Polyphony and the anxiety of influence in the fiction of Henry James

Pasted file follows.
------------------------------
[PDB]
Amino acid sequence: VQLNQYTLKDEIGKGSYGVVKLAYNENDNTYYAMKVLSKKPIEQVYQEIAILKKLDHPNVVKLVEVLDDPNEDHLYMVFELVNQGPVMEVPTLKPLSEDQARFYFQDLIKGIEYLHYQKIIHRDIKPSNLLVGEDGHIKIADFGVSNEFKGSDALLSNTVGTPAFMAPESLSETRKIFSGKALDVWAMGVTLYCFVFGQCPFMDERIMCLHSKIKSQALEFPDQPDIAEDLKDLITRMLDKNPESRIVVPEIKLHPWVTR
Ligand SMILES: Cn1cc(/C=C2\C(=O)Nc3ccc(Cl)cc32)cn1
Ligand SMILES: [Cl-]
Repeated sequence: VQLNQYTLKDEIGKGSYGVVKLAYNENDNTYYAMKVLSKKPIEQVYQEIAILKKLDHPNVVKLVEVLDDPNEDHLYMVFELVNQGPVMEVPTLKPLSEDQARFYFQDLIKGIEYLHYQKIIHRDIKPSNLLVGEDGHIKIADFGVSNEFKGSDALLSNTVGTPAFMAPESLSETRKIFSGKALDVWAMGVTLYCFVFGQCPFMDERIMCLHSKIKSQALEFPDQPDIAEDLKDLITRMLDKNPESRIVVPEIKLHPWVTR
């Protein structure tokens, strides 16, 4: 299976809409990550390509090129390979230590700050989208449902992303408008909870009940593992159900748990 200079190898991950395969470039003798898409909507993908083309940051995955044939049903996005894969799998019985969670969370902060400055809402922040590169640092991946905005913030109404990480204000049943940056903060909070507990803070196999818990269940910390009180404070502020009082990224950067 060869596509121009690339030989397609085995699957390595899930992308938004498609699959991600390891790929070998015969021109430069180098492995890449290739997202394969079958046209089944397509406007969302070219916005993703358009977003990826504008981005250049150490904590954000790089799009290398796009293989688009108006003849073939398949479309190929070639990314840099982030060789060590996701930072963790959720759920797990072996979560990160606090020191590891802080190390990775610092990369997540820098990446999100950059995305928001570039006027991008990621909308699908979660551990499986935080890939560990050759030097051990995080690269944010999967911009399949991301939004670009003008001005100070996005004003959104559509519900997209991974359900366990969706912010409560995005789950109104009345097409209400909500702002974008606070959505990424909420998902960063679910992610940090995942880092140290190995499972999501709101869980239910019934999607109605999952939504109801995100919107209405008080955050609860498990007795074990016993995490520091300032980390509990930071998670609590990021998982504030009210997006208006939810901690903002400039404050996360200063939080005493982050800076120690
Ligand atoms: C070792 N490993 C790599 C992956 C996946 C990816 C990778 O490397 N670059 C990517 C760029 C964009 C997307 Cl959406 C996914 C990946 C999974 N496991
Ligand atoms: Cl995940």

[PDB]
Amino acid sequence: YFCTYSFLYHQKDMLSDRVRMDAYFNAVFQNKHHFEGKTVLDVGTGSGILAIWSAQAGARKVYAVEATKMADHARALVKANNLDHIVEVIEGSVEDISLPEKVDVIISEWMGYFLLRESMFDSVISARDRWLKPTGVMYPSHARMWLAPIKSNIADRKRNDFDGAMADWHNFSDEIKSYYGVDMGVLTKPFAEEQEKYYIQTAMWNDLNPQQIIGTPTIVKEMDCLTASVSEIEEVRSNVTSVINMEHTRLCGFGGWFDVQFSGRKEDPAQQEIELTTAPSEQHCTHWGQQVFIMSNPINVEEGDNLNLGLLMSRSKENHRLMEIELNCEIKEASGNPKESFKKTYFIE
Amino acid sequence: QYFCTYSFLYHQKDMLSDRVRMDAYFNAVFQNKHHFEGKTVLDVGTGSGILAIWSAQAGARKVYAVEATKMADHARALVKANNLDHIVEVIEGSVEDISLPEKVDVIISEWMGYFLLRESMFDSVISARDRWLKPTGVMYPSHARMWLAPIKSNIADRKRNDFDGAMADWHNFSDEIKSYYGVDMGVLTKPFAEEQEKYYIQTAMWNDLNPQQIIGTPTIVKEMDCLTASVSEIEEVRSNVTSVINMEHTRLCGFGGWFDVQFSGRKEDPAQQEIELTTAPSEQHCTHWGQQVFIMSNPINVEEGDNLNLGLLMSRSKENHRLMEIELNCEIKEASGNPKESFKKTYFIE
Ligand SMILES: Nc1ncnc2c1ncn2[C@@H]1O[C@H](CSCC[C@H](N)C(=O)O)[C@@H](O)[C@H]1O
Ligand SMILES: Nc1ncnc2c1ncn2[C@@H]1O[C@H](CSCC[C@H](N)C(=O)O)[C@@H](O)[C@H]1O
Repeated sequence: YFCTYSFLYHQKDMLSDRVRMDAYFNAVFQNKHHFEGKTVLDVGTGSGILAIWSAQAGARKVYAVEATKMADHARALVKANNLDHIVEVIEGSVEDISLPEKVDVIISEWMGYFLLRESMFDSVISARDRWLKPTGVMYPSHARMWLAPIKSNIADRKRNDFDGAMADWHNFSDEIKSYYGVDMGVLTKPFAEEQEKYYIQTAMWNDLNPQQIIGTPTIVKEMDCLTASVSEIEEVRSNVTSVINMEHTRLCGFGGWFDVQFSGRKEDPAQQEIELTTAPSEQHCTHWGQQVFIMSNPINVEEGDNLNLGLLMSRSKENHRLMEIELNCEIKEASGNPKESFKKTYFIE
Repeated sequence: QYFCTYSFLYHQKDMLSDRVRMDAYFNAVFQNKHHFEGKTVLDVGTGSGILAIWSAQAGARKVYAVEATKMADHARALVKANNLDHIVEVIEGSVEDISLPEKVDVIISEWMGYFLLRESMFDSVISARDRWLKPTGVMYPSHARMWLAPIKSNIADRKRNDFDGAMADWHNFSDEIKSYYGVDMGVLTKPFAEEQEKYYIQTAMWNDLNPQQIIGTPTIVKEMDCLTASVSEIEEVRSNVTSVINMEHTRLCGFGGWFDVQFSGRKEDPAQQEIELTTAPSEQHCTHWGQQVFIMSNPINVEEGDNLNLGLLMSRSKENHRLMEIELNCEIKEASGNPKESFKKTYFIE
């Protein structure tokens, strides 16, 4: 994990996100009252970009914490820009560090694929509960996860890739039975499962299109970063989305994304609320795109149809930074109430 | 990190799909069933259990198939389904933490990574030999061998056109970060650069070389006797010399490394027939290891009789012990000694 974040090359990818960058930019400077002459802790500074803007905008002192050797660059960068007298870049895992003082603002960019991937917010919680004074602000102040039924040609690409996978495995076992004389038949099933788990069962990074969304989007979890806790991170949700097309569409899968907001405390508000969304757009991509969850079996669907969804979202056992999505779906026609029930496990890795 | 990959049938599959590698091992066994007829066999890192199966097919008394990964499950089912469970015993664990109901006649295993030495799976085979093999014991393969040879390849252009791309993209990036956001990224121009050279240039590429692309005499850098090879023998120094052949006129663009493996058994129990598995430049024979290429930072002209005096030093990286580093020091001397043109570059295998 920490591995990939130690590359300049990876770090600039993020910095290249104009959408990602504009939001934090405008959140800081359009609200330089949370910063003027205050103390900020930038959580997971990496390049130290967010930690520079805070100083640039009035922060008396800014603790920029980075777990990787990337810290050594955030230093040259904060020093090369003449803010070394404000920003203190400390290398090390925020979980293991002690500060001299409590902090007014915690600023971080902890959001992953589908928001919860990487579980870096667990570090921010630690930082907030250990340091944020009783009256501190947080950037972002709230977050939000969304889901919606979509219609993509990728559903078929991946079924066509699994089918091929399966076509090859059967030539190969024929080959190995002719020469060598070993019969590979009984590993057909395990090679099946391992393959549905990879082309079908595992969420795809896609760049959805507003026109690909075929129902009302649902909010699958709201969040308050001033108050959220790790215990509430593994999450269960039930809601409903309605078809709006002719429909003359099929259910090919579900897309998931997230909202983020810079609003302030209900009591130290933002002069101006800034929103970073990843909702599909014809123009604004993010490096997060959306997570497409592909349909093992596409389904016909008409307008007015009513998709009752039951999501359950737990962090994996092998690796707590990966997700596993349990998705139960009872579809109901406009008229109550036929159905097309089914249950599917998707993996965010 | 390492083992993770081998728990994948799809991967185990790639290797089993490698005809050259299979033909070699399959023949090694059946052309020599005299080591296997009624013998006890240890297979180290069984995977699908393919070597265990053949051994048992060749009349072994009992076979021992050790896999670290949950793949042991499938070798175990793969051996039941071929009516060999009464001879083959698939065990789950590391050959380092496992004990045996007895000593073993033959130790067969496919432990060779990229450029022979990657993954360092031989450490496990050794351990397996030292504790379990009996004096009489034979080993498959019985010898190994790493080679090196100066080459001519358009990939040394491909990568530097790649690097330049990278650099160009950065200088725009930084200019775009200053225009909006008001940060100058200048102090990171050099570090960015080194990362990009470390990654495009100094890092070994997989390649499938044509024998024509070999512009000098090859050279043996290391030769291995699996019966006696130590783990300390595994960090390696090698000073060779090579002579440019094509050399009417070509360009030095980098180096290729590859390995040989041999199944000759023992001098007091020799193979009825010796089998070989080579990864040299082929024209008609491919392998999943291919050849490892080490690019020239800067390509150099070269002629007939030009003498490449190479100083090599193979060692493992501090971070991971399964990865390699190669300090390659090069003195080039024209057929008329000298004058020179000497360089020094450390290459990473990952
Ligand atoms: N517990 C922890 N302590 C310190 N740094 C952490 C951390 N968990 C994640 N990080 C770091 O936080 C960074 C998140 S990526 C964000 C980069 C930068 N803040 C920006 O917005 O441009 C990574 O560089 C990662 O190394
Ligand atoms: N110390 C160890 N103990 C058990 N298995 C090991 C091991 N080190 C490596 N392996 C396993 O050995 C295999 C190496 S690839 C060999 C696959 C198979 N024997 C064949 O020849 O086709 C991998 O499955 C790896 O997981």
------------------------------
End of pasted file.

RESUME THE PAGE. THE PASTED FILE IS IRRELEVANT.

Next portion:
James's fiction, especially in the Middle Phase, centres on the figure of the artist and is characterized by, the two interrelated aspects which previous criticism has largely overlooked: the Bakhtinian 'polyphonic' -creation of 'author-thinkers'; and the conflict between ephebes and precursors, for which Harold-Bloom's concept of 'the-anxiety of influence' is the most illuminating model. Polyphony is the narrative mode, and influence is the intra-artistic, theme. These, as the Introduction to the thesis makes clear, are rehearsed in James's inaugural novel, Roderick Hudson. Rowland Mallet is an author-thinker, and his failure is caused by authorial limitations. His monologism -is impaired by his mistaking empathy for the authorial sympathy. Likewise, Hudson's failure does not arise from a mercurial temperament, but from a polyphonic shortcoming: not possessing the power of fiction to contain the fiction of power in, his mentor. And the relationships among the three artists - Gloriani, Hudson and Singleton - perfectly exemplify the Bloomian-theme. It is these two concepts, polyphony and influence, which are the major preoccupation in the Middle Phase; as, the works chosen demonstrate. These are a novella, a novel, and a number of short stories all of which have been unjustifiably neglected. Chapter One, on The Aspern Papers, argues that Tina Bordereau, far from being, the artless victim seen by many critics, actually challenges and defeats the narrator by the very form of her narrative. Her 'realist' discourse undermines his language of 'romance', and shows up its internal unstability. Chapter Two is an extensive study of the critical reception of The Tragic Muse. The most common areas of critical attention have been its contemporary topicality, its relation to previous novels on similar themes, and the possible genealogy of Gabriel Nash. Those have all missed the core of the work. - Chapter Three demonstrates how polyphony and the anxiety of influence make the novel what it really is. Influence arises from the juxtaposition of, and the wrestling between, artistic ephebes and their precursors (Nick and Nash, Miriam and Madame Carre). The dialogic quality defined by Bakhtin is crucial to the proper, and even-handed, characterization of all, the conflicts in the novel. And since most of James's tales in the eighties and nineties -are about 'masters - and acolytes, the anxiety of influence remains central. Chapter Four is a study of 'The Author of Beltraffiol' and 'The Lesson of the Master'. Again the characters' manipulations are a crucial focus in a way that G6rard Genette's terminology helps to illuminate. The fact that the ephebe is the author-thinker emphasizes the inextricability of the Bakhtinian and the Bloomian in James. Just as polyphony offers a different focus for explicating the poetics of James's fiction; so the ephebal conflict provides the basis for a fresh perception of James's own artistic struggle.